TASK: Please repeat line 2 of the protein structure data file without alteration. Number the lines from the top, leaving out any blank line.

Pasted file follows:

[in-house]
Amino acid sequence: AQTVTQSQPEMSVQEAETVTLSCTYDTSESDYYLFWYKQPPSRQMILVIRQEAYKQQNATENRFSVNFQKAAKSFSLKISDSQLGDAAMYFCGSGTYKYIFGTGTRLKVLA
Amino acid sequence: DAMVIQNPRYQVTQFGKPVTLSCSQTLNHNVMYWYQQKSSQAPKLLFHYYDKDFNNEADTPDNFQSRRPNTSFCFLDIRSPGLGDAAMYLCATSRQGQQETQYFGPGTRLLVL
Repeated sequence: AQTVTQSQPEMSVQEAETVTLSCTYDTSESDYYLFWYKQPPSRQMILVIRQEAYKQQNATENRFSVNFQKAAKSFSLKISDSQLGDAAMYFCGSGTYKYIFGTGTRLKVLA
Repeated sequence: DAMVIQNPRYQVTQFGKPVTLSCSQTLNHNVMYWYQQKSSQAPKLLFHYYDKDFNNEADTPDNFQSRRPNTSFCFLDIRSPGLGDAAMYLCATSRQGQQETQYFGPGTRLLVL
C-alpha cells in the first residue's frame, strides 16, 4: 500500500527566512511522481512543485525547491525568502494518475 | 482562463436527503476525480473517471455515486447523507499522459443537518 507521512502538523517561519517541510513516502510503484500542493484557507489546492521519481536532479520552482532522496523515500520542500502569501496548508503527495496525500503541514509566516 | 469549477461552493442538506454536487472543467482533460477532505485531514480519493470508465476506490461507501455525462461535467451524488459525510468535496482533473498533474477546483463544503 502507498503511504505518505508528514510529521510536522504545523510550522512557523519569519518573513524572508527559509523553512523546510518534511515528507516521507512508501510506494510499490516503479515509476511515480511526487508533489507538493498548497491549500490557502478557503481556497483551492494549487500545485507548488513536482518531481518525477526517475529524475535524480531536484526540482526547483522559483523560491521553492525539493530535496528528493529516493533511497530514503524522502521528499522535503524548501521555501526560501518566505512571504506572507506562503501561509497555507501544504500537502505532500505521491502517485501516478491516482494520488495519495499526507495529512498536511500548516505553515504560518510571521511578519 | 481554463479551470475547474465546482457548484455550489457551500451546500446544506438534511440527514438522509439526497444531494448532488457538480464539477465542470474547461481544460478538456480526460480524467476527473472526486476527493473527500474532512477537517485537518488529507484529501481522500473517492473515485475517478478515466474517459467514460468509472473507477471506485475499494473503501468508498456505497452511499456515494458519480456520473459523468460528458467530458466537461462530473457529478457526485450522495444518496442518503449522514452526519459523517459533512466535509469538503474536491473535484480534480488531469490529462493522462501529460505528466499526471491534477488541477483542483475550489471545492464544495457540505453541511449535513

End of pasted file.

Amino acid sequence: AQTVTQSQPEMSVQEAETVTLSCTYDTSESDYYLFWYKQPPSRQMILVIRQEAYKQQNATENRFSVNFQKAAKSFSLKISDSQLGDAAMYFCGSGTYKYIFGTGTRLKVLA